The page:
The list of things that you can do with the rhythm ends where your imagination ends.

The big takeaway is that you should always be aware of how you play the rhythm, and if you study rhythm over time and experiment with it, you should ideally find new rhythmical ideas that you can apply when you’re playing jazz piano.


Have you met people who are talking so loud that after hanging out with them, you’re feeling drained of your energy? Or the opposite? Some are speaking with such a low volume that you struggle to hear them.

It is the same with your music.

One of the things I ask my students to do is to explore how low can they play and how loud can they play. If you don’t know your register, you should experiment with it.

I enjoy playing both soft and loud,  depending on the mood I’m in and the
direction of the music I’m playing.

The point is that we should all become aware of how loud/soft we’re
playing, how loud/soft do we want to play (what is our intention?), and how loud/mild are our fellow musicians playing?

How to play as soft as possible?

1. Press down the piano-key(s) slowly. It is all physics. If you press
down the key slow, the hammer will barely hit the strings.

2. If you want to create the experience of playing super-soft, play little
or no harmony.

How to play as loud as possible?

1. Press down the piano-key(s) fast. You don’t get louder by raising
your hand. It can all be controlled via your fingers.

2. If you want to create the experience of playing super-loud, play big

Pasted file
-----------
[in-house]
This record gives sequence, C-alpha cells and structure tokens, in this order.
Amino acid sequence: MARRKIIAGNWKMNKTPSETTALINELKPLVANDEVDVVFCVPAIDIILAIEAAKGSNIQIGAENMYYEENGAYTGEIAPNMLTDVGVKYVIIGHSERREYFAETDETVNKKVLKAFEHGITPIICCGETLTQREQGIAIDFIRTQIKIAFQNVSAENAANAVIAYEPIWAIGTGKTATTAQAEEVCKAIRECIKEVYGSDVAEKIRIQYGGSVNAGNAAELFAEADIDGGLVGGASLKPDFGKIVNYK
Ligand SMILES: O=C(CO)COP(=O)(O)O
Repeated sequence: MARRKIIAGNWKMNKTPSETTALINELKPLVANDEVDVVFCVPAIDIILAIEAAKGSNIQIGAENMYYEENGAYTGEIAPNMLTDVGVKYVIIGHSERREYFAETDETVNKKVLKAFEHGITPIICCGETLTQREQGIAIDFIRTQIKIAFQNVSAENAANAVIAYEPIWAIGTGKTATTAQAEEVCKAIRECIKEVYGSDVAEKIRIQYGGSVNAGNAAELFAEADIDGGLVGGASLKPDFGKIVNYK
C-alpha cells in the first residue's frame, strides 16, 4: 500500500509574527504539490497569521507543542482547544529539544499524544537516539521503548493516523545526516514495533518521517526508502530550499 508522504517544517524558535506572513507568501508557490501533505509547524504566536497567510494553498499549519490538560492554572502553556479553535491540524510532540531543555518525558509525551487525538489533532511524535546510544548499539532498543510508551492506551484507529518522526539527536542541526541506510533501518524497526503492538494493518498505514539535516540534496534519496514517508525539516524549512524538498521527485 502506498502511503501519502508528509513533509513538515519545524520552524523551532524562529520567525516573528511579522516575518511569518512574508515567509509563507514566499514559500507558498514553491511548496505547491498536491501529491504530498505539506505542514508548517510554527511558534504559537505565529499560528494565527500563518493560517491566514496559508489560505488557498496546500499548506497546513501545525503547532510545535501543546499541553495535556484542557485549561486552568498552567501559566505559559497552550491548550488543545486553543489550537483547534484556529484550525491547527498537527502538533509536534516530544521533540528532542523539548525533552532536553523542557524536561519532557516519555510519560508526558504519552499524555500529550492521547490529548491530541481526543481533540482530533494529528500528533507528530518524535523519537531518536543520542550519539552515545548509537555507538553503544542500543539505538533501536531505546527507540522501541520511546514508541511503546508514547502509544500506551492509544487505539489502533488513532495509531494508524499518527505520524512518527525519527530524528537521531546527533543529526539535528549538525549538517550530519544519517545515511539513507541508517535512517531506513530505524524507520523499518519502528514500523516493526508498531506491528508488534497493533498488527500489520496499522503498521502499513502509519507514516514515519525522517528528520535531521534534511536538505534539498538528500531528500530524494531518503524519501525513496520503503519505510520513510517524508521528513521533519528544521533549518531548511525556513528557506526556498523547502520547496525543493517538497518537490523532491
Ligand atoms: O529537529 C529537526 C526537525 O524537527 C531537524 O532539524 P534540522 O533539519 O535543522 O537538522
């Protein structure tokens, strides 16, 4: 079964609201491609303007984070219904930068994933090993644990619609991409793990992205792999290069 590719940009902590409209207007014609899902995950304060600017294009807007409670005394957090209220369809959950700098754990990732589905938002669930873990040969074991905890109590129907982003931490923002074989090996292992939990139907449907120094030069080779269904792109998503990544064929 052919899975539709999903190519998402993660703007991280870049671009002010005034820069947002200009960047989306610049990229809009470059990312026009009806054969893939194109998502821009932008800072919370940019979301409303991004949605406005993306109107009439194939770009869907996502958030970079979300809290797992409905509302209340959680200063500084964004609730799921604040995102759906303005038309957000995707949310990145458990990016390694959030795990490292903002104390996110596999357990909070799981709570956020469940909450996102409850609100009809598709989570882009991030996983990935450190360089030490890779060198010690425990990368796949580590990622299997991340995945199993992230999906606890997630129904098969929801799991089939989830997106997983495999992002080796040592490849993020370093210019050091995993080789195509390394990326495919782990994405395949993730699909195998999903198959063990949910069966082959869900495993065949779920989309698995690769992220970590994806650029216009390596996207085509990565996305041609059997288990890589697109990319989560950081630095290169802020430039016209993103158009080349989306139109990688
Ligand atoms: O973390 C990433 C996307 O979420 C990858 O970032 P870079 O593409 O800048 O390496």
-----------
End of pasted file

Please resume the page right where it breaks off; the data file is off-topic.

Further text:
chords spread out while you press down the keys quickly.

Please note: How loud/soft your default is can vary. What is interesting is also connected to your personality. One example is if you play together with drummers. The sensitive type of drummer will adjust his volume, while the more dominant figure will not care if nobody hears the piano. (I’ve played with both kinds of personalities). This example is not based on science, but I’ve found it to be the case many times. Explore it for yourself.

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Even if all the four core elements: Dynamics, rhythm, melody, harmony, are all separate parts, they also relate. We should not ignore any of these, but instead,
explore them one by one.

After you have spent time exploring the elements one by one, try to play something and analyze how the melody was presented, the harmony, the rhythm, and the dynamics. Do you have enough variation? Is there more potential for what you play?

It is all about raising our awareness and our ability to play better. This approach has helped me tremendously, and I hope it will help you too.

Remember that once you play, you should not think about it intellectually. Just listen and try to listen from the four angles.

Take care of your music.